Straight from the tree. Today’s fig harvest. Image: Su Leslie, 2017. Edited with Snapseed.

According to contemporary sources (The Free Dictionary, Merriam WebsterThe Cambridge Dictionary), the term “living from hand to mouth” is used to suggest bare survival — getting by on the minimum.

My 25 year old copy of Brewer’s Concise Dictionary of Phrase and Fable (Cassell Publishers, London, 1992), adds a moral dimension with the following:

To live from hand to mouth. Improvidently, without thought for the morrow. The phrase implies the ready consumption of whatever one gets.

I can’t find a reliable source for the phrase (suggestions welcome), but with or without the whiff of moral censure, the term is positively dripping with negative connotations.

Without diminishing the very real suffering of millions of people who are doing it tough and barely surviving in a world of increasing inequality; for a gardener, living hand to mouth can mean something positive — a celebration of the fruits of our labour.

Yet the ability to cultivate a garden is beyond the reach of many, if not most, people. Access to land, tools, seeds — even water — is limited. And those who most need that regular, if small, supply of fresh food, are those most denied it.

So as I give thanks for my handful of figs, and for the beetroot, brassicas, herbs and citrus fruit to come, I also want to acknowledge the efforts of countless individuals and organisations working across the world, in a multitude of innovative ways, to grow and/or distribute fresh food within their communities.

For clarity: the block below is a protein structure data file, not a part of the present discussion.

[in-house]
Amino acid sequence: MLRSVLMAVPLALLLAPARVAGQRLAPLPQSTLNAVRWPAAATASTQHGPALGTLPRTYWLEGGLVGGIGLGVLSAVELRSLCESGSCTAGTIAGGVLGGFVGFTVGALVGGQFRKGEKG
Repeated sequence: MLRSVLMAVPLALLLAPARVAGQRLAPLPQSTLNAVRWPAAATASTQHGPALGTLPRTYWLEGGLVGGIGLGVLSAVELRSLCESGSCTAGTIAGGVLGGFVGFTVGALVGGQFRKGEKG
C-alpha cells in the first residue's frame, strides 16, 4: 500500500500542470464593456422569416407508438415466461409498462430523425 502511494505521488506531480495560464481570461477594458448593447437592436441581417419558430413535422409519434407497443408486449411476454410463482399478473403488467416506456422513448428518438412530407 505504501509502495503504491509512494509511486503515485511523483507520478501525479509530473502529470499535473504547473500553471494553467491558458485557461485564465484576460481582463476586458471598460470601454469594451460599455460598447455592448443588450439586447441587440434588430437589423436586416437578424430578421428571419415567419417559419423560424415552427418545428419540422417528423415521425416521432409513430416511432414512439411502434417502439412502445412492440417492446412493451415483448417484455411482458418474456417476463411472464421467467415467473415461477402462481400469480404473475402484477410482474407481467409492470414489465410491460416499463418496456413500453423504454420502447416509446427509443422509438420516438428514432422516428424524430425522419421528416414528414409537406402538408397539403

Here are just a few of the initiatives I am aware of in my small part of the world. If you know of such groups in your community, please tell me about them in the comments, or post a link to their websites.

Community Fruit Harvesting. Auckland-based, but increasingly working across NZ to collect surplus and unwanted produce, and distribute — either fresh or as preserves — to charities.

Garden to Table. A New Zealand-wide programme that works with schools to create gardens and teach children to grow, harvest and prepare fresh produce.

Compost Collective. Auckland initiative to reduce organic landfill waste through composting, has become involved with a number of gardening initiatives.

Kelmarna Gardens, Auckland

Wellington City Council Community Gardens

Written for Sally D’s Mobile Photography Challenge at Lens and Pens by Sally.


* For anyone who is unfamiliar with the term “to not give a fig”, The Free Dictionary defines it as to not care.

Daily Post Photo Challenge: a good match, take 2

A good match: raspberries and chocolate. Dark chocolate cake with white chocolate ganache topping, filled with berries and ganache. Image (and cake): Su Leslie, 2017.

A good match: raspberries and chocolate. Dark chocolate cake with white chocolate ganache topping, filled with berries and ganache. Image (and cake): Su Leslie, 2017.

It was the boy-child’s 19th birthday yesterday, so I made him this chocolate raspberry cake to share with friends and workmates.

I’m not a particularly confident cake-maker, but am told this one went down well.

Close up shot of chocolate cake, with white chocolate ganache topping and raspberries. A good flavour match. Image: Su Leslie, 2017

Raspberries and white chocolate, definitely a good match. Image: Su Leslie, 2017

Daily Post Photo Challenge | a good match